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Title: Microarray expression profiling of mouse postnatal testis development and genetic models of infertility using a novel male gonadal geneset
Author: Ellis, P. J. I.
Awarding Body: University of Cambridge
Current Institution: University of Cambridge
Date of Award: 2004
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Microarray technology holds great promise for allowing the global analysis of the testicular transcriptome. The aim of this project is to demonstrate the feasibility and utility of the microarray approach to the study of the spermatogenesis. This thesis details the construction, validation and characterisation of two subtracted cDNA libraries, and their use in microarray analysis of several different models of murine-spermatogenesis. These models consist of the postnatal first wave of spermatogenesis, a series of germ-cell depleted mutant models, a series of models with deletions of the Y chromosome long arm (Yq) and the TM4 juvenile Sertoli cell line under stimulation with follicle stimulating hormone (FSH) and dihydrotestosterone (DHT). Analysis of the first wave has been used to develop a framework of expression patterns associated with different germ cell types within which to analyse other models, allowing better characterisation of the spermatogenic arrest in the germ cell depleted models. Candidate genes (including Xmr, mgclh and the unknown EST AK0059221) have been discovered with regard to the morphological abnormalities exhibited by the spermatozoa in the Yq deletion models. Microarray analysis also leads to a better understanding of the nature of the TM4 cell line, specifically how well it can be said to demonstrate the range of responses of normal Sertoli cells. Selected gene profiles of interest have been validated in this laboratory and others using established techniques of real-time RT-PCR and Northern blotting. The success of microarray technology in analysing these models demonstrates its utility for the study of spermatogenesis, and the utility of the constructed libraries in further microarray experiments. A fuller understanding of genetic events during spermatogenesis may enable therapeutic intervention in cases of male infertility, or yield insights leading to development of novel contraceptives, as well as casting light on the fundamental processes of mitosis, meiosis, fate commitment, cell differentiation and apoptosis.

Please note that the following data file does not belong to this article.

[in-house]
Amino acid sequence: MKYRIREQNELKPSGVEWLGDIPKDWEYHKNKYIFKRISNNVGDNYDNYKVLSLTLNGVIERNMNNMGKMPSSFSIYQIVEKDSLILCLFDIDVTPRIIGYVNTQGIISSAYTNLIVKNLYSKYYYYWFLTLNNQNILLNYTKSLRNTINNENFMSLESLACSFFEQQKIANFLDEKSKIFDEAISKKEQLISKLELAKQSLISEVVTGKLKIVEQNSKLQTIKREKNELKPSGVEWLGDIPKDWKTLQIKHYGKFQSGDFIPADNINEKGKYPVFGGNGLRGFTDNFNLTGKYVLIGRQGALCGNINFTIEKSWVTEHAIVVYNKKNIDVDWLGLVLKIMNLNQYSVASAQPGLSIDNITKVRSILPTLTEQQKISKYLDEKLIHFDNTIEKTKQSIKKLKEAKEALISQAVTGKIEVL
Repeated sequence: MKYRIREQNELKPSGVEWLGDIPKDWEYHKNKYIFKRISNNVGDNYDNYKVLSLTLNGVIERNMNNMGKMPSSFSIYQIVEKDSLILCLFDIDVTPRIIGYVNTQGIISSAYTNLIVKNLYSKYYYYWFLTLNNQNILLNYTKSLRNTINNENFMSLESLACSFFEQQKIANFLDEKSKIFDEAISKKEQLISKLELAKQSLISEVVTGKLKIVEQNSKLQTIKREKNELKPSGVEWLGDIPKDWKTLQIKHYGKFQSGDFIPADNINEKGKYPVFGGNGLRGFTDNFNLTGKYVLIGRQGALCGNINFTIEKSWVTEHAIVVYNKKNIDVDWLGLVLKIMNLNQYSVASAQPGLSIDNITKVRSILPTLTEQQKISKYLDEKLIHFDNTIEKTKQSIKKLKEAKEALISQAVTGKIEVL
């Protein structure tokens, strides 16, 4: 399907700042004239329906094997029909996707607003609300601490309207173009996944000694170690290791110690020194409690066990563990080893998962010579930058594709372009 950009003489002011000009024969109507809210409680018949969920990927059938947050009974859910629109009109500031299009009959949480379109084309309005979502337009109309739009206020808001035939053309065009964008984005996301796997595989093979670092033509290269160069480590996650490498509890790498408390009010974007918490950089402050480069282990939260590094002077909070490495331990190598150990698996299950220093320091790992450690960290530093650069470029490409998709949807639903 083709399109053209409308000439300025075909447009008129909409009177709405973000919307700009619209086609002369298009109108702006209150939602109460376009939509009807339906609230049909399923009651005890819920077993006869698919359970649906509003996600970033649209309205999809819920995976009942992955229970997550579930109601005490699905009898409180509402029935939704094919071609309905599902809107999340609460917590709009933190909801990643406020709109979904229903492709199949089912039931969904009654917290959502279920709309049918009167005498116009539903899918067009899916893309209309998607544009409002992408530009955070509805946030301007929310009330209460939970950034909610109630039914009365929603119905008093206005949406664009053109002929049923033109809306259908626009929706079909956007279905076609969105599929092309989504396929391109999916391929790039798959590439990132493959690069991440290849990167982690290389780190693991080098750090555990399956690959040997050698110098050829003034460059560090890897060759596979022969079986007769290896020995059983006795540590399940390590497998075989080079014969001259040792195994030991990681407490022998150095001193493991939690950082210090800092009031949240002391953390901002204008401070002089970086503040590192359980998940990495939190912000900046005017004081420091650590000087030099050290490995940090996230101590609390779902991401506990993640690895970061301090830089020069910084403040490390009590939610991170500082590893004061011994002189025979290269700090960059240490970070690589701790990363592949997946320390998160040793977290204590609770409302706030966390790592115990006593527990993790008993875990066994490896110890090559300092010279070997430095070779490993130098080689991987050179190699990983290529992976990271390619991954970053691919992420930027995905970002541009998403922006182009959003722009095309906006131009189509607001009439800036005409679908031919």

Supervisor: Not available Sponsor: Not available
Qualification Name: Thesis (Ph.D.) Qualification Level: Doctoral
EThOS ID:  DOI: Not available